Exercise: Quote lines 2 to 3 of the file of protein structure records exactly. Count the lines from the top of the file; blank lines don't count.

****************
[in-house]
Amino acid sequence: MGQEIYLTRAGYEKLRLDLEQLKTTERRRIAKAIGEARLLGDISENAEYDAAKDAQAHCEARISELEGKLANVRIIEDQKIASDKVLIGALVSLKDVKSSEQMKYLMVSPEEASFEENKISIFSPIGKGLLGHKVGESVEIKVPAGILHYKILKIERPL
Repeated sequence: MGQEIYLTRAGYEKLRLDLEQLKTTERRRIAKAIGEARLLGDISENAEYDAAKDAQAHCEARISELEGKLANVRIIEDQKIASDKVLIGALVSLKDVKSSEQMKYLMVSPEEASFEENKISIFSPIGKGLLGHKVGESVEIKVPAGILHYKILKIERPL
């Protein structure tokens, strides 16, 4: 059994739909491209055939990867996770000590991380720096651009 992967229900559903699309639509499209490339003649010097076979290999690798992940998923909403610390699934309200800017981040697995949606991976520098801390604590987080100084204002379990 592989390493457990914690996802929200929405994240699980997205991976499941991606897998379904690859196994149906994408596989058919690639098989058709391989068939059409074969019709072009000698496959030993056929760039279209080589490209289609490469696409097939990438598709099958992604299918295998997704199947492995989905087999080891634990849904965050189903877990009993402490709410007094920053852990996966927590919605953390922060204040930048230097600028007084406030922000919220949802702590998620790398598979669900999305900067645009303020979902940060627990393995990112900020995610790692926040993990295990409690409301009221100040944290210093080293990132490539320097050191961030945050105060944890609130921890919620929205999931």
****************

Amino acid sequence: MGQEIYLTRAGYEKLRLDLEQLKTTERRRIAKAIGEARLLGDISENAEYDAAKDAQAHCEARISELEGKLANVRIIEDQKIASDKVLIGALVSLKDVKSSEQMKYLMVSPEEASFEENKISIFSPIGKGLLGHKVGESVEIKVPAGILHYKILKIERPL
Repeated sequence: MGQEIYLTRAGYEKLRLDLEQLKTTERRRIAKAIGEARLLGDISENAEYDAAKDAQAHCEARISELEGKLANVRIIEDQKIASDKVLIGALVSLKDVKSSEQMKYLMVSPEEASFEENKISIFSPIGKGLLGHKVGESVEIKVPAGILHYKILKIERPL